Monday, July 17, 2006

We have moved !

We have Moved!

We are now located at the new and improved Globalawandpolitics site: http://www.globalawandpolitics.org/

We will see you there.

Wednesday, July 12, 2006

Eleven years after Srebrenica – Karadžić and Mladić still at large

On July 11, 2006, the international community commemorated the eleventh anniversary of the massacre of as many as 8,000 Bosnian Muslim men and boys in the small town of Srebrenica. The massacre— which the International Criminal Tribunal for the former Yugoslavia (ICTY) characterized as an act of genocide in Prosecutor v. Krstic—was carried out by a combination of irregular Serbian and Bosnian Serb forces led by ICTY indictee Ratko Mladic. The Srebrenica massacre marked the worst single massacre on the European continent since World War II.

Justice for the victims of the Srebrenica massacre is long overdue. Of the hundreds involved in carrying out the killings, the ICTY has sentenced only six people to date. The alleged masterminds of the massacre—Mladic, and Bosnian Serb wartime leader Radovan Karadžić are still at large. There are may rumours around why international community still has not managed to arrest the two war criminals, Karadžić and Mladić. One of them is that Karadžić signed at the time of Dayton agreement another clandestine agreement with US government that he will not be arrested if he gives up his functions as a leader of Bosnian Serbs. Events in last decade confirm that speculations since the UN and EU forces in Bosnia and Herzegovina have not showed any great effort in capturing Karadžić. Only twice a year SFOR forces stage a show for foreign TV crews at Pale, headquarters of Serbian part of BiH.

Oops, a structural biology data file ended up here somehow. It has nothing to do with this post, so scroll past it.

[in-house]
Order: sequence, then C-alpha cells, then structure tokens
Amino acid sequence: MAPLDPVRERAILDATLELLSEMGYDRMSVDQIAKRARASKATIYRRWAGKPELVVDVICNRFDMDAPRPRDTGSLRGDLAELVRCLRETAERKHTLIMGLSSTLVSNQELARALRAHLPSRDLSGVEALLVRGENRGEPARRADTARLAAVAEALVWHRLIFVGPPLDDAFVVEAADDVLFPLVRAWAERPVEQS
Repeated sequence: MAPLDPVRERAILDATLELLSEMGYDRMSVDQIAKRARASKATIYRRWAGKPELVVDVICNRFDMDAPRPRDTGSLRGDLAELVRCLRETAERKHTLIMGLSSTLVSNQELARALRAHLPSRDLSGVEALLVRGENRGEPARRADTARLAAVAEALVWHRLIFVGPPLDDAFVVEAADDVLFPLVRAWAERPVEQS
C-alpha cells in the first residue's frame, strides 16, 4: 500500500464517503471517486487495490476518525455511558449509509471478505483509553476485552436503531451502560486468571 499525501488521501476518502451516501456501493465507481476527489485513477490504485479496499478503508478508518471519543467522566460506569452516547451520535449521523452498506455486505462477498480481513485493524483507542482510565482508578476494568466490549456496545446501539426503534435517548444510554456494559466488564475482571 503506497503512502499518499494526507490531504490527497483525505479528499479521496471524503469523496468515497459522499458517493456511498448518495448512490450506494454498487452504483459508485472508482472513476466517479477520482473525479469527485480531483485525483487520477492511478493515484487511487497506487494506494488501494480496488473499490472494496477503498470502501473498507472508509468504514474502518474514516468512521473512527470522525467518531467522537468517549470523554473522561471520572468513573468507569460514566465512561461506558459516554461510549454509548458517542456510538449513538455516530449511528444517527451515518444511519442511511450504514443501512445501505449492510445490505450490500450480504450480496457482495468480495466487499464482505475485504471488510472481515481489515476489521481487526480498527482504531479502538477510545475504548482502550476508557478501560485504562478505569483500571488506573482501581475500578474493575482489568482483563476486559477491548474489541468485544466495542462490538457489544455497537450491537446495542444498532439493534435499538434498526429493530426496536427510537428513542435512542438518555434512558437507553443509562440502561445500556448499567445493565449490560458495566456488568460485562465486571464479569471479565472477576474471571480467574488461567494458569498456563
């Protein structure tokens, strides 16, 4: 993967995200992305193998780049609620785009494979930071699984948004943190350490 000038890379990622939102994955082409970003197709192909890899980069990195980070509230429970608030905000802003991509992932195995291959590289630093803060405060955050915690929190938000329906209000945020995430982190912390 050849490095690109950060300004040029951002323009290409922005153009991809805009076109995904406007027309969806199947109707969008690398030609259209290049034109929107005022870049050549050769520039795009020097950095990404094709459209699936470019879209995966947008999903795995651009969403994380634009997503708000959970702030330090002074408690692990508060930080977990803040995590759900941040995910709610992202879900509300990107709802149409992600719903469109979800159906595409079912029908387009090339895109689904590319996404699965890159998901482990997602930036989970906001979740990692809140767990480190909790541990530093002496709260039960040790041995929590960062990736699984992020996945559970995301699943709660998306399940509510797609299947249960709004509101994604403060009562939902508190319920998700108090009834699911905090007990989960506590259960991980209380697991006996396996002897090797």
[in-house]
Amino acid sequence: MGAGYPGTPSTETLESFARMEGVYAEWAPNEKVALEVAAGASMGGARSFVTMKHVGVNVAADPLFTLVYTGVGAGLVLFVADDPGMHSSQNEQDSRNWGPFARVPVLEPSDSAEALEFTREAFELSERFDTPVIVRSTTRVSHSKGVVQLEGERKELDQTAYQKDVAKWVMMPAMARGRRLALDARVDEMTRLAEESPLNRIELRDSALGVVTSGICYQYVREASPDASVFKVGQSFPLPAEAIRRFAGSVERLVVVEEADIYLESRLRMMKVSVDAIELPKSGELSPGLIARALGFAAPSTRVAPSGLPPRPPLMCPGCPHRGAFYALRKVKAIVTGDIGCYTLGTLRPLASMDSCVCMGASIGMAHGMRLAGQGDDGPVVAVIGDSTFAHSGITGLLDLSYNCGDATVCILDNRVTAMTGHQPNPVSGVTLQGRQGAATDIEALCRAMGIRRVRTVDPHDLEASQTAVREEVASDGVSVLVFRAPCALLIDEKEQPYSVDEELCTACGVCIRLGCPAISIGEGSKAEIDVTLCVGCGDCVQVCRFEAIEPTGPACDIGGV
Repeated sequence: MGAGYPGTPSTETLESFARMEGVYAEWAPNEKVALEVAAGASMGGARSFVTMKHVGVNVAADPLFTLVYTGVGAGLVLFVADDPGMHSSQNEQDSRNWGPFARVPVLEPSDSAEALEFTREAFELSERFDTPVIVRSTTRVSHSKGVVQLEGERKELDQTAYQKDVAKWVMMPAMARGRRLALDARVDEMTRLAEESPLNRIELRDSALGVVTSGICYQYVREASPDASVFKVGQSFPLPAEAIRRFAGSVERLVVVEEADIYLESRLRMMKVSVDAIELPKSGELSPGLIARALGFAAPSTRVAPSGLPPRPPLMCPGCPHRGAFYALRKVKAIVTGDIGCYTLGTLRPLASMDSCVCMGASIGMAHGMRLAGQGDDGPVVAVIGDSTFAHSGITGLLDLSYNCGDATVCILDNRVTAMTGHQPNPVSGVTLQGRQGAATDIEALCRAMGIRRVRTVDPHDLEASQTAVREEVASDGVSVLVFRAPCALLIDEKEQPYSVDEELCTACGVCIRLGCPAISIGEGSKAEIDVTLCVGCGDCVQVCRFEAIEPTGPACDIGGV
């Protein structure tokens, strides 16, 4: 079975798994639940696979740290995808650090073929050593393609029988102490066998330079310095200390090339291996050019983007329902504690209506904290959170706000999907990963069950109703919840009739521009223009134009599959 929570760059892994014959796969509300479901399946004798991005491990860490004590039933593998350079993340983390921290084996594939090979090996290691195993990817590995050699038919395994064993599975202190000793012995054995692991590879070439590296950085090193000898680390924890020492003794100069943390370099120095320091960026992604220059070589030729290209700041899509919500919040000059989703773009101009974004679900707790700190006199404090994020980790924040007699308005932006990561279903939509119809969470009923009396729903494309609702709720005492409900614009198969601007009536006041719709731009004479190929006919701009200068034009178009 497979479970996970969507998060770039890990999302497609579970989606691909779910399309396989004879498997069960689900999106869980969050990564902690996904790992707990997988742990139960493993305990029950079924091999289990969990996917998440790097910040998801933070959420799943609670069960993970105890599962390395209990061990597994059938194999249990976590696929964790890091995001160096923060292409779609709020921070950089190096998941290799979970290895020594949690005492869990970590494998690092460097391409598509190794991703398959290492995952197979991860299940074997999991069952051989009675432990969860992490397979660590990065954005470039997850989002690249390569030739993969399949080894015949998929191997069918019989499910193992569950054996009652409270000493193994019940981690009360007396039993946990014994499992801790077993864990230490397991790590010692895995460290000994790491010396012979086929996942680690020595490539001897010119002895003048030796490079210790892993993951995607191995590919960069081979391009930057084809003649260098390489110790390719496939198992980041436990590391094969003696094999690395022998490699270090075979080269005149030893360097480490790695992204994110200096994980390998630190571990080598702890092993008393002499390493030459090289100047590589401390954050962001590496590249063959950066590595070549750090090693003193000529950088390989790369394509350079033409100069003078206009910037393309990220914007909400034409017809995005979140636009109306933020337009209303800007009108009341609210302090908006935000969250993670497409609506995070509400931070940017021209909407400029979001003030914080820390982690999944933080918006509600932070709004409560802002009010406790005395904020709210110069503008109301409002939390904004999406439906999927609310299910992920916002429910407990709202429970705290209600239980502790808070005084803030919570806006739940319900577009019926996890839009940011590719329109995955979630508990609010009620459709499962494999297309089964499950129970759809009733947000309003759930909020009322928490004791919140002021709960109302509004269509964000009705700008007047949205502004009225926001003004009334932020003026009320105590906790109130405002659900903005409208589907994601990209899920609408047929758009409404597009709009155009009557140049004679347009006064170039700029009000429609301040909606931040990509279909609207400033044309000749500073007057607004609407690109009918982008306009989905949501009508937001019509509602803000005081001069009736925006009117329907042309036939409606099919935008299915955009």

The denial of the Srebrenica massacre has continued in Serbia. Under the pressure of visual records displaying the perpetrators from Serbia and the victims from Srebrenica, the public in Serbia went silent and demonstrated its capacity for compassion and solidarity for victims of the other side.

At the same time, the truth about the events in Srebrenica has become impossible to deny, even in the RS. Acting under pressure from the Office of the High Representative, in December 2003 the RS National Assembly established the "Commission for Investigation of the Events in and around Srebrenica between the 10th and 19th of July, 1995." The Commission's final report prompted unprecedented official apologies from RS authorities. More recently, horrifying video evidence related to the massacre was introduced at the Milosevic trial in The Hague, and later televised in Serbia. Nevertheless, the truth has yet to be broadly accepted by a significant part of the Serbian public.